“When Marshall was about one month old, his breathing grew abnormally noisy,” said his mother Sydney. “His breathing sounded like a goose – and it would get worse when he was eating or sleeping,” she said.
Sydney and her husband, Adam, soon decided to take Marshall to their family pediatrician – Dr. Fred Cahan – for further examination. “After we met with him, our pediatrician immediately sent us to Lurie Children’s Outpatient in Lincoln Park to meet with Dr. Dana Thompson, Head of Otolaryngology (ENT) at Lurie Children’s,” Sydney said. “At first, we thought this was just a preventative measure until Dr. Thompson diagnosed Marshall with severe laryngomalacia and bilateral lymphatic malformations on his neck.”
Laryngomalacia is a birth malformation of the larynx, where floppy redundant tissue falls into the larynx with each breath, which makes it harder to breathe. Lymphatic malformations are cyst-like masses that hold excess fluid. Although they do not impair most function, they can affect how a child eats and breathes. In Marshall’s case, he had a lymphatic malformation on both sides of his neck. “Dr. John Maddalozzo, an otolaryngologist at Lurie Children’s, helped me understand how the malformations form by describing the lymphatic system as a fishnet stocking over all your organs. Marshall’s stocking happened to get tangled when he was growing in my belly, which in turn created these cysts,” Sydney said.
Dr. Maddalozzo is a nationally recognized expert in the surgical management of congenital cysts and masses of the neck and head, and has been treating children with conditions like Marshall’s for more than 30 years.
“Although these are typically not life-threatening and can be fixed through surgical repairs, doctors were going to continue monitoring him regularly,” Sydney said. “Shortly after testing, Marshall developed trouble eating and began regularly spitting up his food. He wasn’t gaining weight because he was using all his calories trying to breathe.” Specialists suggested a gastrostomy tube, or “G-tube,” so Marshall could get the nutrients he needed. However, this would require an additional surgery that Sydney and Adam did not want Marshall to endure.
After working with their pediatrician and Lurie Children’s nutritionists to find ways to avoid the G-tube, such as fattening up the milk and using an inhaler filled with steroids to lessen swelling, Marshall finally started to grow. But even with these changes, his noisy breathing did not improve. In addition, his malformations began to look larger. Sydney and Adam worked closely with their otolaryngology specialists to develop a surgical game plan. “We decided that the laryngomalacia and one side of the bilateral malformation would be treated first and the other side would be treated afterwards,” Sydney said.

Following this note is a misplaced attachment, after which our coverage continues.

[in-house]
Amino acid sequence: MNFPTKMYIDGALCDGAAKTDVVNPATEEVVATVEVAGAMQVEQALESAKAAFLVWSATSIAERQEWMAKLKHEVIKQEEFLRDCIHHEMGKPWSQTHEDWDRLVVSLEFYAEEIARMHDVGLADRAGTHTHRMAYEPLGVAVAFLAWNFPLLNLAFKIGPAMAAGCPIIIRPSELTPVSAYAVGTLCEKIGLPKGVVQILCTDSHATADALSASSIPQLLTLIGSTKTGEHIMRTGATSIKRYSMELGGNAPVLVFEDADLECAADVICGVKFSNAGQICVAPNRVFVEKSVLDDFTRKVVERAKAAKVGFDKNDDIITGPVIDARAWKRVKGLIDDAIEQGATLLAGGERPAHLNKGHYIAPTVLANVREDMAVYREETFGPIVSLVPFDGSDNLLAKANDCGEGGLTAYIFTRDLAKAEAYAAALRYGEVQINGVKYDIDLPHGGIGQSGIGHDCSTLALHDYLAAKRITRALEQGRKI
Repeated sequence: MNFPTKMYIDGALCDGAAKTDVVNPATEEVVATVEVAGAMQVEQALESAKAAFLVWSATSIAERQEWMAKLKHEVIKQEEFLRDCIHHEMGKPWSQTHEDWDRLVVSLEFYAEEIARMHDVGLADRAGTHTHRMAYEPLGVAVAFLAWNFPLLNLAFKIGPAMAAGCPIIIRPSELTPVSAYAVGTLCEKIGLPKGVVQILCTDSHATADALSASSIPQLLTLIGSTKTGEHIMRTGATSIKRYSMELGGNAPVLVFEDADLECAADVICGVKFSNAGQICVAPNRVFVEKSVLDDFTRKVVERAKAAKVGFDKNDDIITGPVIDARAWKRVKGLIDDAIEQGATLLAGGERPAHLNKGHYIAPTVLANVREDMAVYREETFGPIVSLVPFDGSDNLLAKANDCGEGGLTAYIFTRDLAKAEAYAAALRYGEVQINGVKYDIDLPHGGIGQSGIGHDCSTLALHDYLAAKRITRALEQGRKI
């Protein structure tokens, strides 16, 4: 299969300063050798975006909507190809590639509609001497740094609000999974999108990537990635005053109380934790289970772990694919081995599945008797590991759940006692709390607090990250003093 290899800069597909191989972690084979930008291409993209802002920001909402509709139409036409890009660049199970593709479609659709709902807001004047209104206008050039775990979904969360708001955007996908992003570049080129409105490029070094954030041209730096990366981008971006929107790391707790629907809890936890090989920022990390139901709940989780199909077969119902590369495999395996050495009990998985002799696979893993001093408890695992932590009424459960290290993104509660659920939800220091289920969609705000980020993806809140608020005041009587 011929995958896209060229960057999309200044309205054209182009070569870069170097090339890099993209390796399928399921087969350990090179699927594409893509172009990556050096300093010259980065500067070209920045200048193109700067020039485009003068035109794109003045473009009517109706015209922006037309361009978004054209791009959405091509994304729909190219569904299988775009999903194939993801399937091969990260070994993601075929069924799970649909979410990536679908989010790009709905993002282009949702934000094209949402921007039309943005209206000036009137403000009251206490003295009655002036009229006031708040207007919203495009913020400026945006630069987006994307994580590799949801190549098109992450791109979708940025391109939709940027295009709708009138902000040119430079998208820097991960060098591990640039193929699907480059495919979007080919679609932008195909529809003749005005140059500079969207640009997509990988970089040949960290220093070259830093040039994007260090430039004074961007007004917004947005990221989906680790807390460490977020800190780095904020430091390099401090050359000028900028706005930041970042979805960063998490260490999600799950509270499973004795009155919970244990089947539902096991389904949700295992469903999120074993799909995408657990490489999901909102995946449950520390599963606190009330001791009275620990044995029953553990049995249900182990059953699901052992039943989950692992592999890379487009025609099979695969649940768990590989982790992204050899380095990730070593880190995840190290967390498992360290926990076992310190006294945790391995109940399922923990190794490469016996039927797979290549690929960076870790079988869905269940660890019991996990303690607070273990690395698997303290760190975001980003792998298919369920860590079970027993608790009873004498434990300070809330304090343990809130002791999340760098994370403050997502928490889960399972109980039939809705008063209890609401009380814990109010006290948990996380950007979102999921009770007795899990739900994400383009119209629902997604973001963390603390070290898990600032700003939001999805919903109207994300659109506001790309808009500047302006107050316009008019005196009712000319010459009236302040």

Treating the laryngomalacia would involve a surgery called supraglottoplasty, where the excess floppy tissue from the larynx is trimmed so the airway is opened up.
When Marshall turned one year old, Dr. Thompson, one of the world’s authorities on laryngomalacia, performed the procedure to correct it, and Dr. Maddalozzo corrected the lymphatic malformation by surgically removing it. Just six months later, Dr. Maddalozzo performed the second surgery, removing the other side of the lymphatic malformation.
“Lurie Children’s expertise in these two areas allowed us to feel comfortable with the ENT team. We considered our pediatrician and our pediatric otolaryngologists as our quarterbacks – leading us through this whole process. They are fantastic doctors and surgeons, and they saved my son, so I’ll be forever grateful. As a patient at Lurie Children’s, we feel so lucky that Marshall had access to these pediatric ENT specialists. This is especially important because laryngomalacia and lymphatic malformations are often misdiagnosed,” Sydney said.
Marshall is now four years old, but “we’re still very much a part of the Lurie Children’s family. He still comes for checkups and ultrasounds since reoccurrence is possible with lymphatic cysts and should be monitored,” Sydney said. “Other than perhaps needing his adenoids removed one day, Marshall is thriving and growing at an appropriate pace.”